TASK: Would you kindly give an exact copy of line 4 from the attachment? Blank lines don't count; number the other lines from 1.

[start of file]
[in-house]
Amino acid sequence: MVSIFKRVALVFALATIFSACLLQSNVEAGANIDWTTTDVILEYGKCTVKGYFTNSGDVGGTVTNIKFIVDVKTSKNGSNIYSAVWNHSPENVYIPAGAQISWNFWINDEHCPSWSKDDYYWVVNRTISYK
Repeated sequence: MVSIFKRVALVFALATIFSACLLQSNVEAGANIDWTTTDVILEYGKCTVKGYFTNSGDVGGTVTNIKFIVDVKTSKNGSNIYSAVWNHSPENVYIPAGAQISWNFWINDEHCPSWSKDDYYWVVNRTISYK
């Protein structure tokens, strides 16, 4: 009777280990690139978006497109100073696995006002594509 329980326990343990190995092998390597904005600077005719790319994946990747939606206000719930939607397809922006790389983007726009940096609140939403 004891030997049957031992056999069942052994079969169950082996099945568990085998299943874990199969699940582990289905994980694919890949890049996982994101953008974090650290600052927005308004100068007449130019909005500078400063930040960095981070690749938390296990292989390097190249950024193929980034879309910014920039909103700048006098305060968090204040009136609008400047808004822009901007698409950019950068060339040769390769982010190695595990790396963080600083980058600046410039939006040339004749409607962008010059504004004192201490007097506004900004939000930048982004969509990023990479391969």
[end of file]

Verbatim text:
């Protein structure tokens, strides 16, 4: 009777280990690139978006497109100073696995006002594509 329980326990343990190995092998390597904005600077005719790319994946990747939606206000719930939607397809922006790389983007726009940096609140939403 004891030997049957031992056999069942052994079969169950082996099945568990085998299943874990199969699940582990289905994980694919890949890049996982994101953008974090650290600052927005308004100068007449130019909005500078400063930040960095981070690749938390296990292989390097190249950024193929980034879309910014920039909103700048006098305060968090204040009136609008400047808004822009901007698409950019950068060339040769390769982010190695595990790396963080600083980058600046410039939006040339004749409607962008010059504004004192201490007097506004900004939000930048982004969509990023990479391969």